This column discusses the ongoing revolution in the field of education where open-source information is readily accessible, giving rise to more questions than answers.

5. Digital Legacies: Connectivity

The Town of Internet of Things in Hangzhou | Digital Legacies | STIRworld
The Town of Internet of Things in Hangzhou Image: Courtesy of Julius Wiedemann

The columnist explores how connectivity in a digital sense has created an unprecedented global civilisation, with information constantly circulating like blood, keeping the world alive.

6. Digital Legacies: Generation Gap

Technologically speaking, devices also have generations of performance | Digital Legacies | STIRworld
Technologically speaking, devices also have generations of performance Image: Courtesy of Julius Wiedemann

Change is speeding up, says ‘digital immigrant’ Julius Wiedemann as he contemplates on generation gaps and the role of technology in causing generations to ‘evolve’ much faster.

7. Digital Legacies: Search

Humans have “become search machines” and “think search” | Digital Legacies | STIRworld
Humans have “become search machines” and “think search” Image: Courtesy of Julius Wiedemann

Julius Wiedemann goes back in time to analyse the path that brought us into a time where almost everyone has access to the knowledge humankind has created so far.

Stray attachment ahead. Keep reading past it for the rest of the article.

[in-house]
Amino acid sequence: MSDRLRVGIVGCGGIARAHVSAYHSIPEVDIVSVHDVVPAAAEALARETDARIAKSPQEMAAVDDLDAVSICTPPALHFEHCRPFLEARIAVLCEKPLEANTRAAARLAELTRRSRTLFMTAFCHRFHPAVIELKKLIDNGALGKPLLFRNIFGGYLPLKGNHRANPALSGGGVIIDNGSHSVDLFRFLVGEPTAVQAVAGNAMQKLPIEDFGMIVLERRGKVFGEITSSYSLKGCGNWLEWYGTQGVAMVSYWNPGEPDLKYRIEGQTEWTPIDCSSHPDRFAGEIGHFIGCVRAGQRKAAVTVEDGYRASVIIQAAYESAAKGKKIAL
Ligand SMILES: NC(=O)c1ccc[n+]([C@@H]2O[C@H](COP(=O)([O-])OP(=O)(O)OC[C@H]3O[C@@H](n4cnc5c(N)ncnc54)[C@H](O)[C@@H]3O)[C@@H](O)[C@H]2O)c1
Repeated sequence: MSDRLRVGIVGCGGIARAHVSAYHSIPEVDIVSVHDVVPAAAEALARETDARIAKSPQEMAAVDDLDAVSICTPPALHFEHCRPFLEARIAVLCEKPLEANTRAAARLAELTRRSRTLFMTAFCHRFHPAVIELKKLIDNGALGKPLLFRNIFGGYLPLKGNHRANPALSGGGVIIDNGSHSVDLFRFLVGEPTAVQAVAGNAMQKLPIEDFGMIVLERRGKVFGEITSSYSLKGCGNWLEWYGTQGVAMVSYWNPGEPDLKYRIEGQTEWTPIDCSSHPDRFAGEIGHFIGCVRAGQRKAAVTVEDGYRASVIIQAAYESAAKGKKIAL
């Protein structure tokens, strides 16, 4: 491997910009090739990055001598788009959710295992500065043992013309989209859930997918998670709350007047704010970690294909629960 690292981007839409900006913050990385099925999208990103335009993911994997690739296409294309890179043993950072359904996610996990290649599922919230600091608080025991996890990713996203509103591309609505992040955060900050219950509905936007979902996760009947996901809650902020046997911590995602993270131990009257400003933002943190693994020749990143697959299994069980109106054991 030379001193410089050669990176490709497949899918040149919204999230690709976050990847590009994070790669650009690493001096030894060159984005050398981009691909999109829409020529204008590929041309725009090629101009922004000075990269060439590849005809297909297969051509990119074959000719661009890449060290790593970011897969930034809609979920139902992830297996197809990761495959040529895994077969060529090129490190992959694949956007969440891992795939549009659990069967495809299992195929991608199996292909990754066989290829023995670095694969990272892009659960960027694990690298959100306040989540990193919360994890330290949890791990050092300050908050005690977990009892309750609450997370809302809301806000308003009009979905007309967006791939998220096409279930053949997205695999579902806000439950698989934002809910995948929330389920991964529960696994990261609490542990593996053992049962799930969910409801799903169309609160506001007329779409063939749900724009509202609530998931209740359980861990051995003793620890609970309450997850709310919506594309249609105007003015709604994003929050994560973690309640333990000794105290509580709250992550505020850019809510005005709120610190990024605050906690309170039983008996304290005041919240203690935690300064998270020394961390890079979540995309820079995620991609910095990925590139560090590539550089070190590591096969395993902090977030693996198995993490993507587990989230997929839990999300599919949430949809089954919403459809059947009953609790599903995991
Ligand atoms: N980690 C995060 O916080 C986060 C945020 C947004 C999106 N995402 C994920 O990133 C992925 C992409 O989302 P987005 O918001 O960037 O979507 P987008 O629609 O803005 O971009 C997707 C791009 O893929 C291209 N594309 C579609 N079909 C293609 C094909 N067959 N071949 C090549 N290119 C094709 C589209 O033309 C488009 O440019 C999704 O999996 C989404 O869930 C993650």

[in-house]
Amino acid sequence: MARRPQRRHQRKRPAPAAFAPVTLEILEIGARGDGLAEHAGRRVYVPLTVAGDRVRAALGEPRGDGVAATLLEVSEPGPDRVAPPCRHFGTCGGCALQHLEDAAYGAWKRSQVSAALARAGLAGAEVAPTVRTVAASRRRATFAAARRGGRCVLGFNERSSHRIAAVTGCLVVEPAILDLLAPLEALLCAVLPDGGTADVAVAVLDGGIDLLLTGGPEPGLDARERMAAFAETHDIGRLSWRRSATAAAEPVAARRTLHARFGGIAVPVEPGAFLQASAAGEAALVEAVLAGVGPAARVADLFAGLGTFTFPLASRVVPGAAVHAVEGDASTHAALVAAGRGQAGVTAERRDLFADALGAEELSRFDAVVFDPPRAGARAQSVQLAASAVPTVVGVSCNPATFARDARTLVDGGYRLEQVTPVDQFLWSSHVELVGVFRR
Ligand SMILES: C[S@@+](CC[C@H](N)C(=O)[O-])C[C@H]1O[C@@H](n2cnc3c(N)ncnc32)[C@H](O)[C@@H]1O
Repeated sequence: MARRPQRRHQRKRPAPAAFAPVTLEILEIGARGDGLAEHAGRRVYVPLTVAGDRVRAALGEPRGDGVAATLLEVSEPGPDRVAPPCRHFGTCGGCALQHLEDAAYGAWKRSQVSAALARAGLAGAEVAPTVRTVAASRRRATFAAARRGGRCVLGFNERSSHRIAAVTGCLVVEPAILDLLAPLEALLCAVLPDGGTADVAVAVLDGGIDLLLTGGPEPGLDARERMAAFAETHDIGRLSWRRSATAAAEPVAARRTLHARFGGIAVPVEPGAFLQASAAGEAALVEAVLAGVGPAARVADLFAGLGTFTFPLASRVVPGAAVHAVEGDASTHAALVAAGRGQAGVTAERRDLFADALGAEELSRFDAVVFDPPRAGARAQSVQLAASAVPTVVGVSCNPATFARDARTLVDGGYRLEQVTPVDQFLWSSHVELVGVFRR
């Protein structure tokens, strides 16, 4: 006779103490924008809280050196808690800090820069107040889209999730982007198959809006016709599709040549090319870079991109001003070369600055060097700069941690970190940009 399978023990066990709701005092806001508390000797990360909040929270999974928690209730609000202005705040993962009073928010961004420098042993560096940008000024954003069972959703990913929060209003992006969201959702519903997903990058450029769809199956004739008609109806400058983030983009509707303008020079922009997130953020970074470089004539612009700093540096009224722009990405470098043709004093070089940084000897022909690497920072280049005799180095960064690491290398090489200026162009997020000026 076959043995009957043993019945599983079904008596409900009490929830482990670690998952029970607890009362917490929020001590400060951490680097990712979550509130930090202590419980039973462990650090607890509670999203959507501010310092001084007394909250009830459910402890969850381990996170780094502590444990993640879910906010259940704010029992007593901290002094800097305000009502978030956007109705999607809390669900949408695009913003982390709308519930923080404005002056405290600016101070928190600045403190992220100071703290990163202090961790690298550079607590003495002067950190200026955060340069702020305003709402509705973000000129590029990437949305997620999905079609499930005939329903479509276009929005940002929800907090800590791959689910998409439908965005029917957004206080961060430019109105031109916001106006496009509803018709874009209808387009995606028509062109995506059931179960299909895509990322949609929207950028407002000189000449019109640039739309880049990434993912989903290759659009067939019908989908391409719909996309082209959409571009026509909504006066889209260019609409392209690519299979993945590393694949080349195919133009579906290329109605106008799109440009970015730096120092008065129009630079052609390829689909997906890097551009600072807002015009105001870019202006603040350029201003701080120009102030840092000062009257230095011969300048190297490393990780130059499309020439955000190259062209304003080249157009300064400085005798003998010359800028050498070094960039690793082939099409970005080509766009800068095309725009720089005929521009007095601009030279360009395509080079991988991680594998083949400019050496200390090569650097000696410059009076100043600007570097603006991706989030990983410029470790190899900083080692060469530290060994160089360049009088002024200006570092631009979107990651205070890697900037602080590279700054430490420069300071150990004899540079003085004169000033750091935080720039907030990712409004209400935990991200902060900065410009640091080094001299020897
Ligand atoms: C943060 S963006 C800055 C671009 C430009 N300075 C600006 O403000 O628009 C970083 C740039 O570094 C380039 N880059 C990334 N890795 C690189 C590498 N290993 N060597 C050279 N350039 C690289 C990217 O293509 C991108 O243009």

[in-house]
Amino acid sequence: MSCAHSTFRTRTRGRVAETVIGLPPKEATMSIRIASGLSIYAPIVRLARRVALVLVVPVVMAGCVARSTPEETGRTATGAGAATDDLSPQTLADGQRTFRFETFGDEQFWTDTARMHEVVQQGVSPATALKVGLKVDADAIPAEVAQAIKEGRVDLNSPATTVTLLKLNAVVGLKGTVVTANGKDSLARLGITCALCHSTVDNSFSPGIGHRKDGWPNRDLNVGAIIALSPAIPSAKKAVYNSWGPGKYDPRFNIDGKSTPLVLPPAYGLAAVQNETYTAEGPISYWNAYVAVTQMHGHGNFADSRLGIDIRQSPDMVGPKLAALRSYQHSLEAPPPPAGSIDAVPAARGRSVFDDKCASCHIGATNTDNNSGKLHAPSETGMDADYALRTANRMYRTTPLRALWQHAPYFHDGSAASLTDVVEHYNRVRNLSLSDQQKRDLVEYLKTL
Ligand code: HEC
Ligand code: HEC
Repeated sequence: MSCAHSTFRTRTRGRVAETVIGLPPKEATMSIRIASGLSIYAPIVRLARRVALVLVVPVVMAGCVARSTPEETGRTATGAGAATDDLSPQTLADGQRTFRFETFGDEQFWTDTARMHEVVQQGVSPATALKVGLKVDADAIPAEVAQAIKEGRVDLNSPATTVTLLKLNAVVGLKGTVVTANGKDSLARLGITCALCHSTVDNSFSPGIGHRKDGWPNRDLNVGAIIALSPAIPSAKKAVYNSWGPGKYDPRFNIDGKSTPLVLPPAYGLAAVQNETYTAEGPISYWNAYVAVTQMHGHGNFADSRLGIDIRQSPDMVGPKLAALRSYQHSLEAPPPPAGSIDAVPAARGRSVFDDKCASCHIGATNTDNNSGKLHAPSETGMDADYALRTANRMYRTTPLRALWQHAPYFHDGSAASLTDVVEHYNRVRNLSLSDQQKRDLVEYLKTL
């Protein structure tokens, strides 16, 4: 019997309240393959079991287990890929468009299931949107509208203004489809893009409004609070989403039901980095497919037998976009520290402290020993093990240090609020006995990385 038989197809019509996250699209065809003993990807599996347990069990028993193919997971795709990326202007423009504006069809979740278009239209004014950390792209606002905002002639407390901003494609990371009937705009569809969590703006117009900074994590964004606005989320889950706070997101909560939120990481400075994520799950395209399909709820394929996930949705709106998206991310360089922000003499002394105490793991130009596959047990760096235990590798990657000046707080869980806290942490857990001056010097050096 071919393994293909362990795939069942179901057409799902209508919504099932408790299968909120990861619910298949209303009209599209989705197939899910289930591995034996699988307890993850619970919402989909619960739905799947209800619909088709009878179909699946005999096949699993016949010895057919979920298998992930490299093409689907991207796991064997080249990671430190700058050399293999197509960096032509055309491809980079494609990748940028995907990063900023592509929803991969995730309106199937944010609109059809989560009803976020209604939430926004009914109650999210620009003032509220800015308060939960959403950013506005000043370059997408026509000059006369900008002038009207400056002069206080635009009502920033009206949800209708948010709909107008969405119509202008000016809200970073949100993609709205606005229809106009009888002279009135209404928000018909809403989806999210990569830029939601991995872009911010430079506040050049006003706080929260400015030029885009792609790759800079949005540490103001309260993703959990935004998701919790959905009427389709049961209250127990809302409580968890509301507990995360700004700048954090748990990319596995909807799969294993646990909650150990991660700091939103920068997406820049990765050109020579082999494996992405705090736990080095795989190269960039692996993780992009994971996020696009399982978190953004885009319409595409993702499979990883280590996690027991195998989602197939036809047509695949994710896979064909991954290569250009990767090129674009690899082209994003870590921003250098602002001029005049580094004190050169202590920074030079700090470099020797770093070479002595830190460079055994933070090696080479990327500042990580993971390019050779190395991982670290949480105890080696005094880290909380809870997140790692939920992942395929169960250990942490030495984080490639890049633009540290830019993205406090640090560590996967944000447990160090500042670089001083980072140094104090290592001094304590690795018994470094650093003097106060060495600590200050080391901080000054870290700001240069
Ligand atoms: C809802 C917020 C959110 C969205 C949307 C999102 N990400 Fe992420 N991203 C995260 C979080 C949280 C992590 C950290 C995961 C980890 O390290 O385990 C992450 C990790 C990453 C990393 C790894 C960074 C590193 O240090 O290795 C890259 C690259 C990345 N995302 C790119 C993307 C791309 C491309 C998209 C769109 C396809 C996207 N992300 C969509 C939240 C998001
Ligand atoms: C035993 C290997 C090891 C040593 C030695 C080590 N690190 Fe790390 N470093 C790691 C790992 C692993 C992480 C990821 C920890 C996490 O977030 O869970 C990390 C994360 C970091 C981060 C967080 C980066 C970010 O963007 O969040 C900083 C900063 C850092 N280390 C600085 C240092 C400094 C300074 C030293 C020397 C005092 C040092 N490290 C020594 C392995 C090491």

8. Digital Legacies: Data

Data connects people across the world | Digital Legacies | STIRworld
Data connects people across the world Image: Courtesy of Julius Wiedemann

Analysing how data and information are used in a world where digital tools are being democratised to advance technology.

9. Digital Legacies: Co-everything

The Ministry Coworking Club in London | Digital Legacies | STIRworld
The Ministry Coworking Club in London Image: Courtesy of Julius Wiedemann

The column delves into the rise of digital collaborations, noting that interdependence is becoming the very fabric of future creation in more engaging environments.

10. Digital Legacies: Hyperlinking

Hyperlinks are built of the need to constantly learn | Digital Legacies | STIRworld
Hyperlinks are built of the need to constantly learn Image: Courtesy of Julius Wiedemann

Joining the dots with all the information mankind has accumulated till date, hyperlinking might lead to undiscovered ideas, further advancing the 'age of information'.

11. Digital Legacies: Reminders

Akihabara Station in Tokyo | Digital Legacies | STIRworld
Akihabara Station in Tokyo Image: Courtesy of Julius Wiedemann

The columnist contemplates how we use digital technologies to aid our cognitive bandwidths and how our phone’s chiming reminders are more than just a flash on the screen.

12. Digital Legacies: Sharing

From playlists to wish lists, we want to share our enthusiasm and revolt | Digital Legacies by Julius Wiedemann | STIRworld
From playlists to wish lists, we want to share our enthusiasm and revolt Image: Courtesy of Julius Wiedemann

To Julius Wiedemann, new forms of sharing has been a clear indication of living in different times - a time where information flows easily, quickly and benevolently.

13. Digital Legacies: Remote Work

The effects of the acceleration of remote work is going to be understood only in a few years | Julius Wiedemann | STIRworld
The effects of the acceleration of remote work is going to be understood only in a few years Image: Courtesy of Julius Wiedemann

Julius Wiedemann comments on the anticipated paradigm shift in economies, caused by the acceleration of remote work and digital technologies.